AI4ALL partners with universities that are committed to expanding access for underrepresented students in high school in an effort to reach them as they are considering their future.

“We want to show these students that this is a field they can excel in, even if they’ve never done this before,” Santo said. “We want to spark passion and enthusiasm with students early on.”

Additionally, targeting high school students builds a necessary pipeline of students into the university and out into the workforce in AI. AI4ALL strategically partnered with ASU and Phoenix-based ON Semiconductor to reach these students in the Southwest region of the country. The support of these organizations allowed ASU to provide scholarships to many students attending the camp.

As a three-week residential program, campers had the opportunity to go on a variety of weekend excursions including a water park, Fourth of July celebration and the Grand Canyon. Additionally, they had the opportunity to tour ON Semiconductor to ­see AI in action. In the evenings, they took part in team building, summer movies and a pool bash.

“All the students worked hard during their class time learning AI, and then played hard in the evening being campers!” said Carolyn Starr, SummerUP camp director.

Vishal Sachdev of Champaign, Illinois, enrolled his daughter, Shreya, in AI4ALL. “As a parent, you want to give your kid awareness of different career options, and artificial intelligence is certainly one that is influencing virtually every field," he said. "So even if your child is not going into computer engineering, the techniques learned here are relevant across all domains.”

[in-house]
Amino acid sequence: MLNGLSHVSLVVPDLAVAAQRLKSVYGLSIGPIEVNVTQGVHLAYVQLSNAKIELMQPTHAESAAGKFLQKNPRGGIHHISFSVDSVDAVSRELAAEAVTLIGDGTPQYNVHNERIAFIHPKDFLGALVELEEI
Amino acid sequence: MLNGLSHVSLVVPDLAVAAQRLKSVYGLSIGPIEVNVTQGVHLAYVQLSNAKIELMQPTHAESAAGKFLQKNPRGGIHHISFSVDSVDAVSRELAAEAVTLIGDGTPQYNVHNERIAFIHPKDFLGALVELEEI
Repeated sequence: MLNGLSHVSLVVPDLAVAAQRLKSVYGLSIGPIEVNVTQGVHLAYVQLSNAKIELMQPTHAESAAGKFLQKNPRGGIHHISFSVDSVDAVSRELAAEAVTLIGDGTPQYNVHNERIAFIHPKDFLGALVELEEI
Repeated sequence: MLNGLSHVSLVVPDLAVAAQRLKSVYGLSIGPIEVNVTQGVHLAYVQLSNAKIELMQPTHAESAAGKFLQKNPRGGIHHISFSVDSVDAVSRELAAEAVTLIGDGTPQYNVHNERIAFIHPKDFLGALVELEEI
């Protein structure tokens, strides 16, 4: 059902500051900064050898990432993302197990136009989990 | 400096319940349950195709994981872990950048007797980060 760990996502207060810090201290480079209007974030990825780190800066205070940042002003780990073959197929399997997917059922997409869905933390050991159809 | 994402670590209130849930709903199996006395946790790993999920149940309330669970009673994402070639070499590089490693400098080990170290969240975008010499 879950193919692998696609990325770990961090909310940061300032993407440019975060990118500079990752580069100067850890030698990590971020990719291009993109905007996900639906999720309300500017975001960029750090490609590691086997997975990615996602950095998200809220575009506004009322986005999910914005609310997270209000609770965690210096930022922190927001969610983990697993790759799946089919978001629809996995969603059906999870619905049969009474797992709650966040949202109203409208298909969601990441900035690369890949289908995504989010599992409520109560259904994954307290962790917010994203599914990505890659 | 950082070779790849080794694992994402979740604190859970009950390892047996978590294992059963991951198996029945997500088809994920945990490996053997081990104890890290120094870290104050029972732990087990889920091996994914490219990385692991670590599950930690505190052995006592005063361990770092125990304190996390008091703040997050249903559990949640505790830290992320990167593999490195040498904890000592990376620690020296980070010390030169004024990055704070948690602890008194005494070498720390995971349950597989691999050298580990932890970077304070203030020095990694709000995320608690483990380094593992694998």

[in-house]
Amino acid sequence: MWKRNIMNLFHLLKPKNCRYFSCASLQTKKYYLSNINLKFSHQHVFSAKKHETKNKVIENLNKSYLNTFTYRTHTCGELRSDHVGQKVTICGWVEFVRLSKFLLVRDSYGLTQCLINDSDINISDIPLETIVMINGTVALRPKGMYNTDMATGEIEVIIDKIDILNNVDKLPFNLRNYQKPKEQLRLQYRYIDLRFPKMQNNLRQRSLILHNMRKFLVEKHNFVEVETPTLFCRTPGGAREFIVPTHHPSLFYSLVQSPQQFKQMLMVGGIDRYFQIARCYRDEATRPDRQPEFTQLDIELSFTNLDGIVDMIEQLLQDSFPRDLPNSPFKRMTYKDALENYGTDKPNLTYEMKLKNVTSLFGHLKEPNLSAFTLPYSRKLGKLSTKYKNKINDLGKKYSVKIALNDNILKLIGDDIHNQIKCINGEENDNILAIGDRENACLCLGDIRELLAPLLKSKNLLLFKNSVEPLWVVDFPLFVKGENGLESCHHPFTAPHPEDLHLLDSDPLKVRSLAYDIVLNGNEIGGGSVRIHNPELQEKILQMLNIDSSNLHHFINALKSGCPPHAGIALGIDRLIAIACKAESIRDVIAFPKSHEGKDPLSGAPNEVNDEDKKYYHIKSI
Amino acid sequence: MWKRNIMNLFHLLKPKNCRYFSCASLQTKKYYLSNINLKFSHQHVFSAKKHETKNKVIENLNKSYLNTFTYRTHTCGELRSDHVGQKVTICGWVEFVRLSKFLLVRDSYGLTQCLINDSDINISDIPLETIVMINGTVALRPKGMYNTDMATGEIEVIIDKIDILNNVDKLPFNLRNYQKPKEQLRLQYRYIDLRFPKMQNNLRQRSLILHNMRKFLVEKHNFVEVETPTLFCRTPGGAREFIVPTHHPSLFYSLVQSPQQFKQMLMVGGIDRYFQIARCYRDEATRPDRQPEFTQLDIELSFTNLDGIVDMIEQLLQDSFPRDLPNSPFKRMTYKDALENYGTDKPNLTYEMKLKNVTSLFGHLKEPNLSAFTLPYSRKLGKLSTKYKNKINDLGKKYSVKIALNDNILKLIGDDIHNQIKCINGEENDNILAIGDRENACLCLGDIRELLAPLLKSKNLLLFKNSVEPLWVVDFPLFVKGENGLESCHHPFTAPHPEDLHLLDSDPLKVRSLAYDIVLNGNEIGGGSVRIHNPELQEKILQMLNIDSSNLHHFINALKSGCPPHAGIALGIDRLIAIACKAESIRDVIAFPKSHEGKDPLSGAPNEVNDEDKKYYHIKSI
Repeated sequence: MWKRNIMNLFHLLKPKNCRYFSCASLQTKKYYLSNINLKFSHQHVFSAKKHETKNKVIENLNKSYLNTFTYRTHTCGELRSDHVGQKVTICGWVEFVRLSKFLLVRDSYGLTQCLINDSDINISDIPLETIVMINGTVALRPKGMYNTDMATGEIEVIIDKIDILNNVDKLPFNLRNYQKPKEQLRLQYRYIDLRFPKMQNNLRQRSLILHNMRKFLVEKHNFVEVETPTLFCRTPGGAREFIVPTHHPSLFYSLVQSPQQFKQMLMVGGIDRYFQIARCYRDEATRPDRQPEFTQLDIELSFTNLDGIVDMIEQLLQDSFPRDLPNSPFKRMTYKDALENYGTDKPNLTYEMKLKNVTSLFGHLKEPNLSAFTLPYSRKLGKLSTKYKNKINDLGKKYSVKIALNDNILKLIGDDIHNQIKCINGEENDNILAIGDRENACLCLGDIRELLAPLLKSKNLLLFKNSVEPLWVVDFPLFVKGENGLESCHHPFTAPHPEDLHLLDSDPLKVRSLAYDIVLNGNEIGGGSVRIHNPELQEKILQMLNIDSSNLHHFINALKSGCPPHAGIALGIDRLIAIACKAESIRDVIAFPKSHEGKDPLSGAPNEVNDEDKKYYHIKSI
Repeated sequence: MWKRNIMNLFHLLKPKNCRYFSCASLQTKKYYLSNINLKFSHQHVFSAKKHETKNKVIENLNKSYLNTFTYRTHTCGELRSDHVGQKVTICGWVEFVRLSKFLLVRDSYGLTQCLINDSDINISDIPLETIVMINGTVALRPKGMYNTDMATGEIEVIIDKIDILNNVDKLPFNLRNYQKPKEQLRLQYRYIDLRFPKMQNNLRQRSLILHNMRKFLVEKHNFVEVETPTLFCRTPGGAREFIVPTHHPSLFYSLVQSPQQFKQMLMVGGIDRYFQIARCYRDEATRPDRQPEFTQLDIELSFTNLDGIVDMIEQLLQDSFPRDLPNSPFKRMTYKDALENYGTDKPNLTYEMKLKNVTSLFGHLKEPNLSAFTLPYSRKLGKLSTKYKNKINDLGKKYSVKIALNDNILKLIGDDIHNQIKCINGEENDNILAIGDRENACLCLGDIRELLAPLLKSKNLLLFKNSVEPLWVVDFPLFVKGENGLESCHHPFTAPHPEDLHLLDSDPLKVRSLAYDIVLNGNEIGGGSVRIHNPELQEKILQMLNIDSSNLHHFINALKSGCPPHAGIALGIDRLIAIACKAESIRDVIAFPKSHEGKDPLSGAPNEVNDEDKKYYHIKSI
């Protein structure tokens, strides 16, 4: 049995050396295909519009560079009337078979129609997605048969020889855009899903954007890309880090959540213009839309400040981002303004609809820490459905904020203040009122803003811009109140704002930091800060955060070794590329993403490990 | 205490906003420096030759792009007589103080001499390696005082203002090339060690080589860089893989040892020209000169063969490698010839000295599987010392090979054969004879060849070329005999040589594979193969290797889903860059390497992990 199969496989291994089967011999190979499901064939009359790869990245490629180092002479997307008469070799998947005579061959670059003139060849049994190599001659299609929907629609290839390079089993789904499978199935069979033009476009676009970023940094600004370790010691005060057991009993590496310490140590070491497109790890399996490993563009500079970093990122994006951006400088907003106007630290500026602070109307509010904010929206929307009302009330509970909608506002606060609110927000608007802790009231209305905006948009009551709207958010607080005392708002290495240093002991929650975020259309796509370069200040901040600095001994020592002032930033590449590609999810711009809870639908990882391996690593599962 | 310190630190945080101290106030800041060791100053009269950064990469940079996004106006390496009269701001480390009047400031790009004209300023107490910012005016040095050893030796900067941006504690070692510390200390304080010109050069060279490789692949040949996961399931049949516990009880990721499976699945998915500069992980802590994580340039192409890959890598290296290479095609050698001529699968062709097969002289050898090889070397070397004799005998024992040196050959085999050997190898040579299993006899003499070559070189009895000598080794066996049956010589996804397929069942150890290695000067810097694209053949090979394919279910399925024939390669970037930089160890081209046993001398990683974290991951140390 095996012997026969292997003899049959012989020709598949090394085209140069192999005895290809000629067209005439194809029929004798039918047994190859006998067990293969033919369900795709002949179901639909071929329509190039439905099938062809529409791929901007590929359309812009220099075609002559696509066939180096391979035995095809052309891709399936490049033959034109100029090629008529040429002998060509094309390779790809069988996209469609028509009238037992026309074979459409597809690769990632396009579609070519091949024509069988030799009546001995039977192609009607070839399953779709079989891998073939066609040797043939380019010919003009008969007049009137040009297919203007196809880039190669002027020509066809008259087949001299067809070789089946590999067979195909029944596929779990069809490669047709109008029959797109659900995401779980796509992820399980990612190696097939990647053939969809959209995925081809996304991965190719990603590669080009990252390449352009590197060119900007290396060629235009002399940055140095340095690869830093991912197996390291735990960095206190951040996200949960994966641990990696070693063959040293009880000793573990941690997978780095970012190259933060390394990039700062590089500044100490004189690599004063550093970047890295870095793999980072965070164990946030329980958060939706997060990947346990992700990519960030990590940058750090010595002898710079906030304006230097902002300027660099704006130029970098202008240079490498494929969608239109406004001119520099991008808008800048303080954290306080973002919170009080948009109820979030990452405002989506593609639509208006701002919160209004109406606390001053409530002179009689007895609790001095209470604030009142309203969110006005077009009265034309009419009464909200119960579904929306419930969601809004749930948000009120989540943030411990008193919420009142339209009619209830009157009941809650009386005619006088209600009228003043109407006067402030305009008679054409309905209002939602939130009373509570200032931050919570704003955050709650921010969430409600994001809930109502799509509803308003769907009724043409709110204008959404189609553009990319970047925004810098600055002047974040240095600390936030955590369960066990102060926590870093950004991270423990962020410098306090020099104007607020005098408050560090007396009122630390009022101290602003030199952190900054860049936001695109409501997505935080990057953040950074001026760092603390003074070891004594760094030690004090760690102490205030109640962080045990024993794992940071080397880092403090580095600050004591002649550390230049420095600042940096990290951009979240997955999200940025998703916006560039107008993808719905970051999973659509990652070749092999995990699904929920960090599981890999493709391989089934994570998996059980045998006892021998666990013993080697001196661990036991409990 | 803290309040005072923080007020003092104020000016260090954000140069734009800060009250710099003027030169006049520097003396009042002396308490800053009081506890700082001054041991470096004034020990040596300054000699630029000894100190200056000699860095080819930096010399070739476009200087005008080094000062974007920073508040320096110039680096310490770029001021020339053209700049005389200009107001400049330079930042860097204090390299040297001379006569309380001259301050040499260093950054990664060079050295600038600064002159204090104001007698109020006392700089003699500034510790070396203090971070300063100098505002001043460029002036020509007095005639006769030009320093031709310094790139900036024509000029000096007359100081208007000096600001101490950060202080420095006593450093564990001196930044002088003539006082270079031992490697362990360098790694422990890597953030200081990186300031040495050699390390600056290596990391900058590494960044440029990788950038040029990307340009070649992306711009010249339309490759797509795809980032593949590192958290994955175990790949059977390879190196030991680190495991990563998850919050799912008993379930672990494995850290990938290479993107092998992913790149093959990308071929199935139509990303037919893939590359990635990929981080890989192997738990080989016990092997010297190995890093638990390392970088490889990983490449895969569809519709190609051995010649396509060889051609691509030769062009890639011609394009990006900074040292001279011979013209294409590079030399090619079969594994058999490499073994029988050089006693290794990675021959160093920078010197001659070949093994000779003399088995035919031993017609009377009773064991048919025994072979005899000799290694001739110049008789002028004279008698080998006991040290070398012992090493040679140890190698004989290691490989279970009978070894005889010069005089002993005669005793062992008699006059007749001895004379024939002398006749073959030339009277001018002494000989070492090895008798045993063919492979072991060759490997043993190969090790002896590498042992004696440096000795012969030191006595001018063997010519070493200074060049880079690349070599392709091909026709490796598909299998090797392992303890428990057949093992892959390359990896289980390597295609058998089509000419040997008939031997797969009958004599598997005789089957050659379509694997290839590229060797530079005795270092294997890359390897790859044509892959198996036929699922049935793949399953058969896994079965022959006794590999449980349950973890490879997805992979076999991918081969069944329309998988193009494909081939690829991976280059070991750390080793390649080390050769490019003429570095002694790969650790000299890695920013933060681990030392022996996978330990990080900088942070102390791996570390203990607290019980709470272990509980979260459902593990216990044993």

AI4ALL’s Shumate agrees that even if students don’t pursue a career in AI, it is important for them to understand the impact AI will have on every career. She added, “AI literacy is at the heart of access in this program.”

ASU will host AI4ALL again next summer as part of the SummerUP series of camps to provide even more students access to explore the growing field of AI.

For more information or to be a part of the program through company field trips, providing guest lecturers or sponsorship, please reach out to camp director Carolyn Starr at Carolyn.Starr@asu.edu.

Program Coordinator, Cybersecurity Education Consortium, New College of Interdisciplinary Arts and Sciences

602-543-1013

New College research program gives local students world-class experience

New summer program opens scientific doors for undergraduates


July 26, 2019

Black widow spiders have been daily companions for Marissa Heeb this summer on Arizona State University’s West campus. “It's been weirdly cool even though they're kind of creepy, but it's been a lot of fun.”

Heeb is one of eight undergraduate scholars performing graduate-level research through the New College Environmental Health Science Scholars (NCEHSS) program this summer. Student feeding spiders in ASU lab. Glendale Community College student Marissa Heeb maintains a population of black widow spiders as part of her summer research program on ASU's West campus. Photo by Amber Orquiz/New College Download Full Image

“The black widow’s (DNA) genome is not mapped, unlike other organisms, so it's known the black widow is a big question mark. So, we're trying to fill in the spaces and figure out exactly what that looks like,” Heeb said.

Research experience is critical for furthering students’ science careers.